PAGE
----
How to plant, care and grow Tritonia
|Name derived from||Greek triton meaning weathervane, referring to directional change of stamens of some species.|
|Common name||Blazing star, garden montbretia|
|Sun Exposure||Full sun and semi-shade.|
|Flower Colours||Bright orange to salmon, cream and white.|
|Predators||Red spider mite and rust fungi. Susceptible to thrips and aphid infestation. Molerats and porcupines.|
Tritonia is a corm. There are 28 species from tropical and southern Africa and they mostly occur in the Western Cape. They look great in a rockery or in the foreground of a mixed border.
Seasons and planting
Tritonia enjoys light, sandy, friable soil that is loose for good drainage. They are pot- friendly and should be planted at a depth of 4cm with an 8cm distance between the corms. We suggest that you provide a mulch after planting the corms which will protect them from frost and help them retain moisture.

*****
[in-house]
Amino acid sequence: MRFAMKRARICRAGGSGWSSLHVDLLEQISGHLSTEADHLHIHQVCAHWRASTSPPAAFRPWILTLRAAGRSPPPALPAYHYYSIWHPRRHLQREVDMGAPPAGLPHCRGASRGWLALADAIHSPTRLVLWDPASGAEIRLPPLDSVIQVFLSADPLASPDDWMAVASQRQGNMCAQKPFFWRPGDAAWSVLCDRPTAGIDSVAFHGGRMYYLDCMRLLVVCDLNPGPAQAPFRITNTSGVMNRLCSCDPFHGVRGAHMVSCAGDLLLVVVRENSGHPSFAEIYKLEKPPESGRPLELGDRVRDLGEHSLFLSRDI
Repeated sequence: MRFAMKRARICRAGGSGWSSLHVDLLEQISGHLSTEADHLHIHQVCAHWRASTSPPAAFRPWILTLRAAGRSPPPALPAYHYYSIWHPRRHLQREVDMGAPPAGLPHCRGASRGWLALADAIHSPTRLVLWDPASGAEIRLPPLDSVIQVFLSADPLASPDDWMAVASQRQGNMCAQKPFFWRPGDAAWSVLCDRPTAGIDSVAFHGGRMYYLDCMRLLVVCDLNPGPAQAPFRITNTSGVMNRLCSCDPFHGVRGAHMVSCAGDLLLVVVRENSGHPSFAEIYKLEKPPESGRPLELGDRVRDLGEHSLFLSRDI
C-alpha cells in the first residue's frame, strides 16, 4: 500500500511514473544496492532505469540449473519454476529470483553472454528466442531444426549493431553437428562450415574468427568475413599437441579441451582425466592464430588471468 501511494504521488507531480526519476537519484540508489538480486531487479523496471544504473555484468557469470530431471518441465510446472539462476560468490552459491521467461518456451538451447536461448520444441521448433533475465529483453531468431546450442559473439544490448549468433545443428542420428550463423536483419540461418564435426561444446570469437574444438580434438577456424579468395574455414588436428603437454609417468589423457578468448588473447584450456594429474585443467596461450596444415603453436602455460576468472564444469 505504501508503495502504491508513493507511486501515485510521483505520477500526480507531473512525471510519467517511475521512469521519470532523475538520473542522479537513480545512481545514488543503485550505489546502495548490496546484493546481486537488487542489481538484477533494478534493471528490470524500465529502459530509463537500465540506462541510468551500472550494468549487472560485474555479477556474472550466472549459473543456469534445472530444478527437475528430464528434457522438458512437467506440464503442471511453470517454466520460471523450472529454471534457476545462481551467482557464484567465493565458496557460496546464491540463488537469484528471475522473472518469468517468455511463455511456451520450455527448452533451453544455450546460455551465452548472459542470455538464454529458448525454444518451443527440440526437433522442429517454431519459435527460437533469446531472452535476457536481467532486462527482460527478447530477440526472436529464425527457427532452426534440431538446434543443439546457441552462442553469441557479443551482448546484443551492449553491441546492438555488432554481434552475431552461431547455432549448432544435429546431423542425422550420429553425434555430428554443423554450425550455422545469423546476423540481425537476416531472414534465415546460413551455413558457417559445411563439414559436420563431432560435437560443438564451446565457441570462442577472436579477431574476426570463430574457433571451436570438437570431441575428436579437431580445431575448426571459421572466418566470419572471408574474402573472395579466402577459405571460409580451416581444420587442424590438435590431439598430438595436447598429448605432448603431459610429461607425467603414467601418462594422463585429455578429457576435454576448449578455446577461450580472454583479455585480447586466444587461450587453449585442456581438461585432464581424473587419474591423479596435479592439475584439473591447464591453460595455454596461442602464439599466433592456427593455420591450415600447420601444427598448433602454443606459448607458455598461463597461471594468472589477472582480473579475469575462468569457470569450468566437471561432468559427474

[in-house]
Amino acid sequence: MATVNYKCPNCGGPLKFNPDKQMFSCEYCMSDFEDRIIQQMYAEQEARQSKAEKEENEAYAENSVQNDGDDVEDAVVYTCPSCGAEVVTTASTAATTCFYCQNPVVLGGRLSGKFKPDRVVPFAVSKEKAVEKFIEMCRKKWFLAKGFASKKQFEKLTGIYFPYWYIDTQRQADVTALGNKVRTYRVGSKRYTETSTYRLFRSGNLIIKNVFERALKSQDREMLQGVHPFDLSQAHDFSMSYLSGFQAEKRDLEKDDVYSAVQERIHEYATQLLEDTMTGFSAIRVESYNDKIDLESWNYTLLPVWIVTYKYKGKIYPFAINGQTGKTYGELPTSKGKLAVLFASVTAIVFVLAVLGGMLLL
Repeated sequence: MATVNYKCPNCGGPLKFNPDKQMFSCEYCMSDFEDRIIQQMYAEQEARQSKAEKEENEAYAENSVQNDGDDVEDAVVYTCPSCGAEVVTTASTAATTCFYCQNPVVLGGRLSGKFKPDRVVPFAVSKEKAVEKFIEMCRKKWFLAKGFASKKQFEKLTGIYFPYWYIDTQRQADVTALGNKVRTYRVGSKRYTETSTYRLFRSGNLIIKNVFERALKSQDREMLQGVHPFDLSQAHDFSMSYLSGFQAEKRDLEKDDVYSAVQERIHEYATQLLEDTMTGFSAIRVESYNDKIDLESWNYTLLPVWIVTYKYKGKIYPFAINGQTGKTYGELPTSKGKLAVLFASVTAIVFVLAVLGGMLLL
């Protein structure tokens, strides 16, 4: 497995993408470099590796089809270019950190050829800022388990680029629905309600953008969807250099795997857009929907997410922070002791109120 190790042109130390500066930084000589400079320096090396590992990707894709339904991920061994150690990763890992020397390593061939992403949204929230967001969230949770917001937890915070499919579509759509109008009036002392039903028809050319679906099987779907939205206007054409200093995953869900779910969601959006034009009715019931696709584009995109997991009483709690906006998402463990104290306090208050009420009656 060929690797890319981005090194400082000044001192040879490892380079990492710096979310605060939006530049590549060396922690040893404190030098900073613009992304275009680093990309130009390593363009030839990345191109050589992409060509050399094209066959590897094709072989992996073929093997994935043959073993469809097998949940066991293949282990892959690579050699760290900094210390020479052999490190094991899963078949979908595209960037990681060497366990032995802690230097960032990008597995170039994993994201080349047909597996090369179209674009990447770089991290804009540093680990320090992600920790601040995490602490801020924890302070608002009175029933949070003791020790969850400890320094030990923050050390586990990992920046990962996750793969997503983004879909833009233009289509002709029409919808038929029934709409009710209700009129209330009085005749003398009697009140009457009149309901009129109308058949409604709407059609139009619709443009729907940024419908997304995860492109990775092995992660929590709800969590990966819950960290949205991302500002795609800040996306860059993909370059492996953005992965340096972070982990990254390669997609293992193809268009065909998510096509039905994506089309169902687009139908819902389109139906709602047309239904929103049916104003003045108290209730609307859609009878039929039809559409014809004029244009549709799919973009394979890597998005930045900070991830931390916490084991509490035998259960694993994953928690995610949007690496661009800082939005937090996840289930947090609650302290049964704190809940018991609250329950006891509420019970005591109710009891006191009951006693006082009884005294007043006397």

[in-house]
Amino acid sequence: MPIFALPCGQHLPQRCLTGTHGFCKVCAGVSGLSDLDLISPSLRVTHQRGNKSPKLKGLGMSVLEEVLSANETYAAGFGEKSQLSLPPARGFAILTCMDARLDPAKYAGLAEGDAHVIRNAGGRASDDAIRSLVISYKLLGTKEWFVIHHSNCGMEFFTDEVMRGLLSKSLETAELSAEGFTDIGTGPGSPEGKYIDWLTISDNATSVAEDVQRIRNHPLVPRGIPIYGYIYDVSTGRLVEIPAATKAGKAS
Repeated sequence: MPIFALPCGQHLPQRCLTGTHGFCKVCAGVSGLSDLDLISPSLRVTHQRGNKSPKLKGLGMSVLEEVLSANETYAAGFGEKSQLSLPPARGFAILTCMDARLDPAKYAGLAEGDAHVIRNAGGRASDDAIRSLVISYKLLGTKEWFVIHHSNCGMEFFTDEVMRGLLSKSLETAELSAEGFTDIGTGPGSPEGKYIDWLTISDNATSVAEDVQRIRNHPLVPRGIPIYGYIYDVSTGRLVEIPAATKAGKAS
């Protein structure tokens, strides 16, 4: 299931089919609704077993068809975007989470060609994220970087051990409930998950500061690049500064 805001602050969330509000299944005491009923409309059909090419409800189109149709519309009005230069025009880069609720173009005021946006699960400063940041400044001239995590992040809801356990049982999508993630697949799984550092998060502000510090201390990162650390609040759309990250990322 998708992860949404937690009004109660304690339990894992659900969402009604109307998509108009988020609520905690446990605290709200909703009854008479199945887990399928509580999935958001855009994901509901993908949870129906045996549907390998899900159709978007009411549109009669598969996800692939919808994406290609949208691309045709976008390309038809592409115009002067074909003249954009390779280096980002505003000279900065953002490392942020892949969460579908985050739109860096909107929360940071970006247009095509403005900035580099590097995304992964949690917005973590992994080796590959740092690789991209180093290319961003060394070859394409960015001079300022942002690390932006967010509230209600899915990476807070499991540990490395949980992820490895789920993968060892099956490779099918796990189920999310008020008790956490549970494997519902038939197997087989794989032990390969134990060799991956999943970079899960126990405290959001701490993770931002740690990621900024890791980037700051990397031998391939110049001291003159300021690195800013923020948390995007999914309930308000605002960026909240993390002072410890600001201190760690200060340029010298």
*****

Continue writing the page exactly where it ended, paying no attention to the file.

If you wish to grow the plants for the following season, water the corms regularly in spring, winter and into early summer. The plant will survive summer and, provided the soil has high drainage, can be left in the ground. If the soil does not have high drainage, they can be lifted and stored. The lowest temperature this plant can tolerate is 0°C.
Both the seeds and cormlets are freely formed and can be propagated.